–          I hopped with 0.8oz German Opal for 18.1 IBU and threw in the remaining 0.2oz at 5 minutes.

–          Once again I was without starter so I put together a Franken-Lager blend of WLP802, WLP820, WLP833, & WLP862.

Here’s Helles 8/15 cranking away:

promising helles

Russian Imperial Stout 8/19

–          I did this as a ‘demo brew’ for my friends Sean & Andie last Monday and this was my first stout.

–          The grain bill was 77.1% Maris Otter, 8.6% Roasted Barley, 5.7% Special B, 3% Caramunich, 2.9% Pale Chocolate, & 2.8% Chocolate Malt.

–          I bittered with German Polaris for 63.7 IBUs, flavored with Meridian for 7 IBUs, & used 1.5oz Polaris at Flameout. I got such interesting minty ice candy flavors from Polaris the last time around, so I’m hoping those turn out well in a stout.

–          I mashed around 154 and built the water to resemble Dublin’s. The mash was 25% filtered Brita, 75% RO with 1.5g Gypsum, 0.5g Cacl, & 7g Chalk added.

–          I ended up pitching 3 aging vials of WLP090 San Diego Super & 2 vials of WLP001.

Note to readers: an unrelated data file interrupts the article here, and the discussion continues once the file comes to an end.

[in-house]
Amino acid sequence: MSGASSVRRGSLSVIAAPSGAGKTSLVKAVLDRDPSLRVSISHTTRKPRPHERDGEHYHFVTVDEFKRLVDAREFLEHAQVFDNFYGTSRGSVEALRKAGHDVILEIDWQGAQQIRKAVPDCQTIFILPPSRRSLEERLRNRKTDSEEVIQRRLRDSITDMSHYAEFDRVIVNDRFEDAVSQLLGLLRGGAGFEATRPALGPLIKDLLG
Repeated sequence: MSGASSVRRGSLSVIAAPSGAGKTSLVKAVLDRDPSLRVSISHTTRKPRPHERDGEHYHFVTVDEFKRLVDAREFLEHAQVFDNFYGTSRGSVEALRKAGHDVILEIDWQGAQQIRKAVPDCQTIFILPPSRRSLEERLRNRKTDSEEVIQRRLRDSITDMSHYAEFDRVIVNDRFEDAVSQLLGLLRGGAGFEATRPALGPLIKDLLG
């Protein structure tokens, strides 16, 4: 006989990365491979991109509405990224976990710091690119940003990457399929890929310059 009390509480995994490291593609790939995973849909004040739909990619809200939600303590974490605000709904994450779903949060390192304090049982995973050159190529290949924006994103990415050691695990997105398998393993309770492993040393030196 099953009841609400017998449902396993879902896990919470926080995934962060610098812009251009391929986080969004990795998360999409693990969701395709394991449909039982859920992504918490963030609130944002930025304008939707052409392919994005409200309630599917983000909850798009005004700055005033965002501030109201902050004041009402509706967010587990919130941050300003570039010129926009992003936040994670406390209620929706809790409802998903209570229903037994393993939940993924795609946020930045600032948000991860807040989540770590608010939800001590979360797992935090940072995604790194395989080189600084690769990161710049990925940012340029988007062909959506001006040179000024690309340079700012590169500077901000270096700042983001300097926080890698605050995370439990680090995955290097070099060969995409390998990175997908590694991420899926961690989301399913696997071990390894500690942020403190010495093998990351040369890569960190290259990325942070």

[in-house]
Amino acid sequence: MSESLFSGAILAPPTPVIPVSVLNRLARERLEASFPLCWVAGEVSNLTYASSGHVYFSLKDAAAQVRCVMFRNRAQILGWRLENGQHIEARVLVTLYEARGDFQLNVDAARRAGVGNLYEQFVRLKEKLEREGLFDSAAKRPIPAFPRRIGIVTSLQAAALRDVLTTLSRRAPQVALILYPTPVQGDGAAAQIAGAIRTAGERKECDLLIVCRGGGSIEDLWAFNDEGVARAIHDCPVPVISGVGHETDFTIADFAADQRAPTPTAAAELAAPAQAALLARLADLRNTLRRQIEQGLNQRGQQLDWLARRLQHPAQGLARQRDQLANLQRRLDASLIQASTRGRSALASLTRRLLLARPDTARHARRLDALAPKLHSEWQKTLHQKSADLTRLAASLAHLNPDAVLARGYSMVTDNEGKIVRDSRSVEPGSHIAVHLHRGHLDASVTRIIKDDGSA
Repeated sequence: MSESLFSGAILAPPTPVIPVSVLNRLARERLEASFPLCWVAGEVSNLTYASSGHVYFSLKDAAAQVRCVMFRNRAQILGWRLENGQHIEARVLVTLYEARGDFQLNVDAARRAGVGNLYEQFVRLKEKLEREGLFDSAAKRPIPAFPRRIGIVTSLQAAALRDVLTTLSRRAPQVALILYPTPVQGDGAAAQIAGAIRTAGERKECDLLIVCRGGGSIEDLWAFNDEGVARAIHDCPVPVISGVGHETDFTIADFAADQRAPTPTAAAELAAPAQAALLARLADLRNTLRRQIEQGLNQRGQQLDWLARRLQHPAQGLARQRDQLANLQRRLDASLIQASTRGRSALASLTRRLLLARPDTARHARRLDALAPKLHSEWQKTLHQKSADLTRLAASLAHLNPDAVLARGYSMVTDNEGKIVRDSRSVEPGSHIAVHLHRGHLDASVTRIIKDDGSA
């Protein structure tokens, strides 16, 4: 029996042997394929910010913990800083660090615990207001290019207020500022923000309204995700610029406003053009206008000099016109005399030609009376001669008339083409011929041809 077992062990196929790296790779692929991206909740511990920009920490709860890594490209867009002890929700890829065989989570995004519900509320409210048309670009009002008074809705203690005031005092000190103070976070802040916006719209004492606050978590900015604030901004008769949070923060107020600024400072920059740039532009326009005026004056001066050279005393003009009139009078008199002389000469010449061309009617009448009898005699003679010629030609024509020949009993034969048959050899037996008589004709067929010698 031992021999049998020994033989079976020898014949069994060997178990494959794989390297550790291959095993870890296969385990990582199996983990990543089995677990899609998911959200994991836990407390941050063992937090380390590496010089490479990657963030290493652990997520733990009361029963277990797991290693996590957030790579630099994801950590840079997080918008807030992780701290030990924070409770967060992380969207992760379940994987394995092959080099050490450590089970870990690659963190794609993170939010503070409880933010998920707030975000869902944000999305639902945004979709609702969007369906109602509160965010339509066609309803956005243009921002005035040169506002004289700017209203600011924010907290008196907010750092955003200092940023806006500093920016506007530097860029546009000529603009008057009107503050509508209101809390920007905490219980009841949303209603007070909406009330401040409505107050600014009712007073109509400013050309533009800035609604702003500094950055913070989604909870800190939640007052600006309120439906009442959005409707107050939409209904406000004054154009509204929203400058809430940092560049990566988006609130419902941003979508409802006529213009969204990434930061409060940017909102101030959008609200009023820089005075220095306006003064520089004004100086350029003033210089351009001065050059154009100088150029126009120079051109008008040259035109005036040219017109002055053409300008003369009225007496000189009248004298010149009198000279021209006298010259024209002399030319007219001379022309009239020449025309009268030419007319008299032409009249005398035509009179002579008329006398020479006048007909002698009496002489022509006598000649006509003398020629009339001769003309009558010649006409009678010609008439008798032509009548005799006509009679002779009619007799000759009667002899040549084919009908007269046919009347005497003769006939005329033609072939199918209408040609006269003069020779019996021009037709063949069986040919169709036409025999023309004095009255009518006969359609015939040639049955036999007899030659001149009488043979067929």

Purring Kitten Session IPA 8/23

–          I made a few changes on this re-brew. I was mashing at 151 but found out 15 minutes in that my probe thermometer was reading 3-4 degrees low. I heated to actual 151.

–          I kept the salt additions similar to the last go round but did a 90 minute boil instead of 60.

–          I used all RO and added 5.5g Gypsum, 3.5g CaCl, 8g Epsom salt, & 4g Chalk.

–          My grain bill was 64.7% 2row, 14.7% Goldpils Vienna, 5.9% Flaked Wheat, 5.2% C-40, 3.6% C-60, 2.9% Aromatic, & 2.9% Carapils.

–          My starting gravity was 1.048 versus 1.044 last time. I also spilt the batch on WLP006 Bedford (which I used last time) and WLP002 English Ale.